These technologies, when effectively combined, enable sensors to be put anywhere there is valuable information to be gleaned.

Building intelligence into more and more devices, however, means more data will be produced.

“IIOT or M2M has been around in one form or another for many years,” says Gadi Lenz, chief scientist at AGT International, a specialist in IoT analytics.

“Many companies we deal with use sensors to manage their machinery more efficiently. They use sensors to do something in real-time, whether that is controlling a process or making changes to a production line. But when you ask them what they do with this data, beyond addressing an immediate need, they don’t understand the question.

“Modern manufacturing systems generate reams of data that can tell you so much more about the manufacturing process, such as monitoring the long term health of machines or identifying those elements of the process likely to degrade first,” says Ross Yu, product marketing manager with Linear Technology’s Dust Networks product group. “The knowledge gained from in-service monitoring can allow customers to predictively maintain critical equipment, avoiding unwanted and expensive downtime.”

According to Lenz, AGT has developed data analytics software capable of tackling complicated problems. But he warns that, as a term, ‘data analytics’ is too often overloaded, with people meaning different things.

“Advanced analytics includes things like machine learning, which in turn requires more than an Excel spreadsheet or simple rules based engines to work effectively. At AGT, we have a growing number of data scientists working to tackle difficult IoT problems that require complex analytics.”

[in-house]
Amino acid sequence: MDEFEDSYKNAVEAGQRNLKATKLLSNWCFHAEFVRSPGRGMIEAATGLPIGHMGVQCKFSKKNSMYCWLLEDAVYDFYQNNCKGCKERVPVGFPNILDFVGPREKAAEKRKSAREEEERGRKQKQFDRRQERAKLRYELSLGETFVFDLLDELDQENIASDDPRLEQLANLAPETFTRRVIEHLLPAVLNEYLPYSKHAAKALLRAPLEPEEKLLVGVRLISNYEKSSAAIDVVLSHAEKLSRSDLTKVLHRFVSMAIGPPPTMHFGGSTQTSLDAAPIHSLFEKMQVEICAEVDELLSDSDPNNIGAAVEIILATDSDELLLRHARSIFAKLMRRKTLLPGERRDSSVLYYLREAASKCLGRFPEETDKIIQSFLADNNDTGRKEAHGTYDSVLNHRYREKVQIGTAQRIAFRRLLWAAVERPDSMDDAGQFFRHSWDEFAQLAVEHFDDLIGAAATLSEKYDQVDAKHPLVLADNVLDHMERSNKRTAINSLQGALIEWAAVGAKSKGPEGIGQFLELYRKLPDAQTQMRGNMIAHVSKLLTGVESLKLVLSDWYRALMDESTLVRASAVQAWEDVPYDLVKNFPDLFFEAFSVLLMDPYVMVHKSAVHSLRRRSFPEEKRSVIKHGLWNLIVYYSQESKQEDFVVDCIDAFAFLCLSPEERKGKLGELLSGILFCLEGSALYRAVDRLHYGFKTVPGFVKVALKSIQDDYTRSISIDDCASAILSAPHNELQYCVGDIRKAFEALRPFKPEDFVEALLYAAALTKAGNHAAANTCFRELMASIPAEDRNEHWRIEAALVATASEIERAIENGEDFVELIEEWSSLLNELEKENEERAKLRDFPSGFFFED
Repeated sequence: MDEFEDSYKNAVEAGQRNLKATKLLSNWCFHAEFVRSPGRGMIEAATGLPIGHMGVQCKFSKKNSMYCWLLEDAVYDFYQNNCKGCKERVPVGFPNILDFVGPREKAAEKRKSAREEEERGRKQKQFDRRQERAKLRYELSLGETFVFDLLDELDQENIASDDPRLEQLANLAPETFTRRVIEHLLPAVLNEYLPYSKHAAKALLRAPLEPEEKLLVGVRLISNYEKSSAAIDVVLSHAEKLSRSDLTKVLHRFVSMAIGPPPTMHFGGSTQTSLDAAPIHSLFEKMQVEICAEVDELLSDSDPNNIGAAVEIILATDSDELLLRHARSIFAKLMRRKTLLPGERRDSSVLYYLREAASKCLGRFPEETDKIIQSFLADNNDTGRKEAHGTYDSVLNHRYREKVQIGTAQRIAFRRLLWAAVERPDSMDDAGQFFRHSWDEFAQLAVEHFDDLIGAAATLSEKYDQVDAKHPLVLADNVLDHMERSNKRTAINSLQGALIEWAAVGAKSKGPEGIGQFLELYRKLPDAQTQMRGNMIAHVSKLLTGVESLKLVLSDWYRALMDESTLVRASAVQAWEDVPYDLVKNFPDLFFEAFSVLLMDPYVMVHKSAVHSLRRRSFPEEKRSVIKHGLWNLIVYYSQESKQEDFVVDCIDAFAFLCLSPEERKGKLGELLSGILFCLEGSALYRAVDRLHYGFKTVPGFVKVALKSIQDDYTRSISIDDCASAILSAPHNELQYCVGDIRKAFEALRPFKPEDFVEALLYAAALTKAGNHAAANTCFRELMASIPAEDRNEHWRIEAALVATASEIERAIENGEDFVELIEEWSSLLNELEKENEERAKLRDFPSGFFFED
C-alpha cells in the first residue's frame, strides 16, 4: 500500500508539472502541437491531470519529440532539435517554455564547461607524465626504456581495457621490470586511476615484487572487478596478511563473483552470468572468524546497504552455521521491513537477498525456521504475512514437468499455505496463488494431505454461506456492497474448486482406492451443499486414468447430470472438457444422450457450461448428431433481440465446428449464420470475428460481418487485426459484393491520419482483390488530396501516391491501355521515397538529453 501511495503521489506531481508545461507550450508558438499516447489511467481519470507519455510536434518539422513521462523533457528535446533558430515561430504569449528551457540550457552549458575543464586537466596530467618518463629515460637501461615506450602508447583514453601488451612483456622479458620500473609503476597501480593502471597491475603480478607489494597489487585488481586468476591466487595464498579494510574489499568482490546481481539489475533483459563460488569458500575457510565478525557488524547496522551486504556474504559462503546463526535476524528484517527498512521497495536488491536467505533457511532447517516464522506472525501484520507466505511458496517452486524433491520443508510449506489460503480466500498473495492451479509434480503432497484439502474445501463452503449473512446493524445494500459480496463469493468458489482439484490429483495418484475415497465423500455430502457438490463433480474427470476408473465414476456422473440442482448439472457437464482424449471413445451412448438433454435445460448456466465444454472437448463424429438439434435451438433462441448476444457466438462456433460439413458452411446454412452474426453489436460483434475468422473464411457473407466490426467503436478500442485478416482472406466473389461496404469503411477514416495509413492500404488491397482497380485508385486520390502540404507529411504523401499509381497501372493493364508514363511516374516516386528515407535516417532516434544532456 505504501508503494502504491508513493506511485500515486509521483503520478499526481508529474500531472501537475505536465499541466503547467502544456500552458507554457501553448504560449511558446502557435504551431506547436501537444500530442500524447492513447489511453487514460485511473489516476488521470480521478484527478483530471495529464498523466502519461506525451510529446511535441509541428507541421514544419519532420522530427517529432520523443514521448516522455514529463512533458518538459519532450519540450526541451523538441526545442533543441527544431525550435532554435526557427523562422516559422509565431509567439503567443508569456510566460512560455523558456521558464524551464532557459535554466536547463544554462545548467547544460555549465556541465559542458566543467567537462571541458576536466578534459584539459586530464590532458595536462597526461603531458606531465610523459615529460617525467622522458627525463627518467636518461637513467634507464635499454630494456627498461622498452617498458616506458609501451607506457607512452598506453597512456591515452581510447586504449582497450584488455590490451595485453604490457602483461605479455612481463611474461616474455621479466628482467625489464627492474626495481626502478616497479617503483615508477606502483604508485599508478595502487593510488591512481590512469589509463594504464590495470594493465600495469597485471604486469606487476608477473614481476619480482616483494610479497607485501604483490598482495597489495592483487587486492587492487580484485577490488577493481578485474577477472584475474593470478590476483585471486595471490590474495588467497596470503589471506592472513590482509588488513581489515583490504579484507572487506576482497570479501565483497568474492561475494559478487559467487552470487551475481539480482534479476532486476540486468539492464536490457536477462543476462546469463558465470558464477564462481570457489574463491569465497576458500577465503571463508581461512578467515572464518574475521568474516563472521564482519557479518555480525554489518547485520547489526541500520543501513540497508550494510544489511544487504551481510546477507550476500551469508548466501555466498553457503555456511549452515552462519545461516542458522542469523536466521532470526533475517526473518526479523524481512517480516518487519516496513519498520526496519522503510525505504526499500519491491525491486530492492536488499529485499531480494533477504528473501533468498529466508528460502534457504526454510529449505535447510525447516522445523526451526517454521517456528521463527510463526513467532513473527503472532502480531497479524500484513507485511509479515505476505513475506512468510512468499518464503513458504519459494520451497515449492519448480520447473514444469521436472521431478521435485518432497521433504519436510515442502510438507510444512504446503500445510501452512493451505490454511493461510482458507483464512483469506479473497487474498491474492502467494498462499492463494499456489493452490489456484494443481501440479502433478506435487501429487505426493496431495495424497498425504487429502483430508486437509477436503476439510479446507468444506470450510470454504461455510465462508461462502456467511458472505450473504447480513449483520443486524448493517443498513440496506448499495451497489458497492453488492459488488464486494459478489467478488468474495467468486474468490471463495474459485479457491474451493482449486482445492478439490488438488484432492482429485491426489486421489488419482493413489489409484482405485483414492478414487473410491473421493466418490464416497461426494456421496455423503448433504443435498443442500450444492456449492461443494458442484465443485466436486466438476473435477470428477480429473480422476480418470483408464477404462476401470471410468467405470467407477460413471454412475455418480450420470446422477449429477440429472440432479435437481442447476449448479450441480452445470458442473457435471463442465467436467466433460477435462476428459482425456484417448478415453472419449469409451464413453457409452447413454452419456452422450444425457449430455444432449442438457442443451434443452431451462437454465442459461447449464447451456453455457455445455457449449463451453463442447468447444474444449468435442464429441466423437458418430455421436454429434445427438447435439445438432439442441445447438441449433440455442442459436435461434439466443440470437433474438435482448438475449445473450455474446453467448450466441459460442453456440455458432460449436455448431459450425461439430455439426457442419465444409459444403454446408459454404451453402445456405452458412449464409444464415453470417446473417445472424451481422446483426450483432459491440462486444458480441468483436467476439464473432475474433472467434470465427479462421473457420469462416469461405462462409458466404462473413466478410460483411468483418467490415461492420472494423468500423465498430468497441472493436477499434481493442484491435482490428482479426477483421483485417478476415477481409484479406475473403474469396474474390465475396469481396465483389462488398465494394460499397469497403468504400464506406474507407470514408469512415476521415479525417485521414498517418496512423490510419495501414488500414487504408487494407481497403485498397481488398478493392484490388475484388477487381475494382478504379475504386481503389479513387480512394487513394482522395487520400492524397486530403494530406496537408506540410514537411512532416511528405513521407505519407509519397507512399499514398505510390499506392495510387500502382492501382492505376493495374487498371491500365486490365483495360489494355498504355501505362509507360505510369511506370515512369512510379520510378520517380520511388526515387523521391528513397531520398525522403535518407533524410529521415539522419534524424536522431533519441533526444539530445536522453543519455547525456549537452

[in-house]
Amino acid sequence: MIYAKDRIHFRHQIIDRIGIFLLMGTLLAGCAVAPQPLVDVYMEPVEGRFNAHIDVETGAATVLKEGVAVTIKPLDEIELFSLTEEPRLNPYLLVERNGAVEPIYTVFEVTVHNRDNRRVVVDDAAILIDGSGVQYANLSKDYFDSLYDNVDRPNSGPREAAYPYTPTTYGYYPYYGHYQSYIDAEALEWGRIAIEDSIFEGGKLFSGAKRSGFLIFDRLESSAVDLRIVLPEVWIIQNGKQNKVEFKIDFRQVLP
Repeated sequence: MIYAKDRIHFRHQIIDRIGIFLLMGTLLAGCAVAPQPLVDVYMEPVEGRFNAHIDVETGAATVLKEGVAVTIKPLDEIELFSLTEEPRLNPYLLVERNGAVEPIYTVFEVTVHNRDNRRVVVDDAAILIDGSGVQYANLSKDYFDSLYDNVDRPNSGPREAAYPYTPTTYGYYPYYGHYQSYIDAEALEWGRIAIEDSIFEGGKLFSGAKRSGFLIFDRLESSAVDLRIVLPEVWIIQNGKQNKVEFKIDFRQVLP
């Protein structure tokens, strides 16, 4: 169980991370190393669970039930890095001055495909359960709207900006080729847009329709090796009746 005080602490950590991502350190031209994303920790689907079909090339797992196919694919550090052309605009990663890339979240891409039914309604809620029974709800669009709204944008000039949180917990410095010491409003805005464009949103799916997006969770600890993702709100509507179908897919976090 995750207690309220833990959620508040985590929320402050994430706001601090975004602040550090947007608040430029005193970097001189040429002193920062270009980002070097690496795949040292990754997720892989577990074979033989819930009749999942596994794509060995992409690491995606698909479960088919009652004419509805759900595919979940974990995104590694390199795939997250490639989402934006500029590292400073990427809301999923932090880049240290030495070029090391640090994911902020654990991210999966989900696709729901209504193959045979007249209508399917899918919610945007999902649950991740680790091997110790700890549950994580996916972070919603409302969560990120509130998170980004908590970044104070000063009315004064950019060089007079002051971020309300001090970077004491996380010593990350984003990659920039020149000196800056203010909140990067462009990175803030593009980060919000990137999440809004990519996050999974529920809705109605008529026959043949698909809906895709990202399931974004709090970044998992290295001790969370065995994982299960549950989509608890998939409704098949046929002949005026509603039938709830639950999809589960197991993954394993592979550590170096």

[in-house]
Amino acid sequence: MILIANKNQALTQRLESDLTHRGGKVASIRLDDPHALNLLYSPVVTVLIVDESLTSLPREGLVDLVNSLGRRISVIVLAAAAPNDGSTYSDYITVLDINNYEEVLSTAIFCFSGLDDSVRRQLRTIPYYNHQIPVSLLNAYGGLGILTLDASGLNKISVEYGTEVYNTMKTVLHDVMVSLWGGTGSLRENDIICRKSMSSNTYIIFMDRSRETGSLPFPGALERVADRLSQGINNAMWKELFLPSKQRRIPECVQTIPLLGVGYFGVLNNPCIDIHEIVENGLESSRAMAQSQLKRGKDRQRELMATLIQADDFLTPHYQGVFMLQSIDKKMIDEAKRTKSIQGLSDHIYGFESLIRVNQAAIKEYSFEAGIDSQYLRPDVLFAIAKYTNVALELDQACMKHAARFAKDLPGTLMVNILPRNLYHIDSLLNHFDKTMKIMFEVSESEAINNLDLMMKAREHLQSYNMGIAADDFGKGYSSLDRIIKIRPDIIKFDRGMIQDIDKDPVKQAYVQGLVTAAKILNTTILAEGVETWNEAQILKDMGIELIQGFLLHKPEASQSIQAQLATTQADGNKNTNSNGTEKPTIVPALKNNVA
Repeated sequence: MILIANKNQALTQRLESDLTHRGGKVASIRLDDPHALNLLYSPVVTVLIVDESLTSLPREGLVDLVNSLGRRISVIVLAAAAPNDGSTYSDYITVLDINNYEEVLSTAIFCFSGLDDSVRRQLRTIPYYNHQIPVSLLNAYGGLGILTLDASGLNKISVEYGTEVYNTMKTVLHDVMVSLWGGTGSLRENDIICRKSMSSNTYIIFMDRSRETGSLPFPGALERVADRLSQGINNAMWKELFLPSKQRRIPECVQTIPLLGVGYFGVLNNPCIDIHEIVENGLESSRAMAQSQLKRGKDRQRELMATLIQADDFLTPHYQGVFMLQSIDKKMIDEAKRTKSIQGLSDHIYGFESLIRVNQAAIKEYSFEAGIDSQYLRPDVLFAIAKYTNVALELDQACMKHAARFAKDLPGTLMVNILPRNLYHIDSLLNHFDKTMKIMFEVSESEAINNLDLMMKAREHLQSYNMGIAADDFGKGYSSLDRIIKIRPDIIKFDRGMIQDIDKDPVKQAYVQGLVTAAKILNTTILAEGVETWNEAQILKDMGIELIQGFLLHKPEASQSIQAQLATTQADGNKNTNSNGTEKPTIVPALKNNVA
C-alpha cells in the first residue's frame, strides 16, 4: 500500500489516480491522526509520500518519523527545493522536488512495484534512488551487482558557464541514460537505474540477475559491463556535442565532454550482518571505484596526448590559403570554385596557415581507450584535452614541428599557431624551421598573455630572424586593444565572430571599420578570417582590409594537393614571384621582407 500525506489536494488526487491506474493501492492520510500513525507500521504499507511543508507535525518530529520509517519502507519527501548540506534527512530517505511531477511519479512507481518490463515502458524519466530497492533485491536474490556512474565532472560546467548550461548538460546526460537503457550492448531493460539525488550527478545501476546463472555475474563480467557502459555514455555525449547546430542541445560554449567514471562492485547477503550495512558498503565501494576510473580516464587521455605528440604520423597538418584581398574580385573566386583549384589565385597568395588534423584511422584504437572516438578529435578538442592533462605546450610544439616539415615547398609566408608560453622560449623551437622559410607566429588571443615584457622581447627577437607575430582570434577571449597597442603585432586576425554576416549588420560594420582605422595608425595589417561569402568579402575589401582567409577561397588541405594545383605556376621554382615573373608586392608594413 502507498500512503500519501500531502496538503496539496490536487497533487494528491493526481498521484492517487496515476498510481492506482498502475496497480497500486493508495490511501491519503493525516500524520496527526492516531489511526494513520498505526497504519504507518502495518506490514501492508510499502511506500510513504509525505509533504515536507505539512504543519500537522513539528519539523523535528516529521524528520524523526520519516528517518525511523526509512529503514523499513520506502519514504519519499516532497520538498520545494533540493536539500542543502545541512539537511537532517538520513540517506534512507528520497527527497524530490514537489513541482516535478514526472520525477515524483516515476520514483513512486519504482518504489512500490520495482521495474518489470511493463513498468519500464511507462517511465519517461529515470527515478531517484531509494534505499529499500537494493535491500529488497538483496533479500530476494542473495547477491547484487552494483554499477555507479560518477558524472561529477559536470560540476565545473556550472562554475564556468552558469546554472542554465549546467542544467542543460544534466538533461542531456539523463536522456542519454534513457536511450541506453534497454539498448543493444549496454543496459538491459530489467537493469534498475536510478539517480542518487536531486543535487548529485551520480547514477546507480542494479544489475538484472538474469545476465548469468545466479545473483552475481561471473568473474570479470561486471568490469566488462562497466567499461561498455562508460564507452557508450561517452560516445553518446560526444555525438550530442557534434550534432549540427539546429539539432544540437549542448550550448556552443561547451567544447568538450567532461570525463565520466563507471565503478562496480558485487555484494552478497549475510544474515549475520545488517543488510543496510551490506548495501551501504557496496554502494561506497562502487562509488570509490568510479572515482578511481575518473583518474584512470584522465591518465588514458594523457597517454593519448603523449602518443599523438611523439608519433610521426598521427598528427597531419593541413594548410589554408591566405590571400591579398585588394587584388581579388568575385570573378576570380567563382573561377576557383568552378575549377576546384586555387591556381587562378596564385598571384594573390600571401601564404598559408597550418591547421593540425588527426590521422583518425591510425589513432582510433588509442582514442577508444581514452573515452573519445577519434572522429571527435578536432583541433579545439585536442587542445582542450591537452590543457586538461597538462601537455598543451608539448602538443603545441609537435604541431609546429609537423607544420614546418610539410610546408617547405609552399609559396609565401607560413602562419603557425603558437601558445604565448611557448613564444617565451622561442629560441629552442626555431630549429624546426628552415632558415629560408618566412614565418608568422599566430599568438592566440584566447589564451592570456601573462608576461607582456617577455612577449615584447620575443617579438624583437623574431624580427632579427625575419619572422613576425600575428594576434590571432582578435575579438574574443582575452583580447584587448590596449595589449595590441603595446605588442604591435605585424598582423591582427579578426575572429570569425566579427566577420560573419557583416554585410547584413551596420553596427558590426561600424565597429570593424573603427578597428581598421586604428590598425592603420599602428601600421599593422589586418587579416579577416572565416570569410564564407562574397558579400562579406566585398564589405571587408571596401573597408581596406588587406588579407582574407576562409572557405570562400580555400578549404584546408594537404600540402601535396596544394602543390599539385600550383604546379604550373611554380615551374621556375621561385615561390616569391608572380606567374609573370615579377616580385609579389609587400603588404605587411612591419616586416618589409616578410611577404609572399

Complex analytics are required by manufacturers who are themselves trying to manage increasingly complex operations and who are looking to optimise production processes.

Complexity is ubiquitous, with companies having to manage movements in costs and prices, manage multiple plants and deliver products that can be made from diverse combinations of inputs.

This is where advanced analytics will have a crucial role to play cutting through these problems and allowing experts in sales or production to gain a more accurate understanding of the effects that variations anywhere along the value chain can have on the production network as a whole.

Another major benefit for companies is better cross-unit collaboration; business decisions, which have traditionally been made in ‘silos’, can now be made with a clearer sense of the constraints and trade-offs involved at a corporate, rather than departmental level.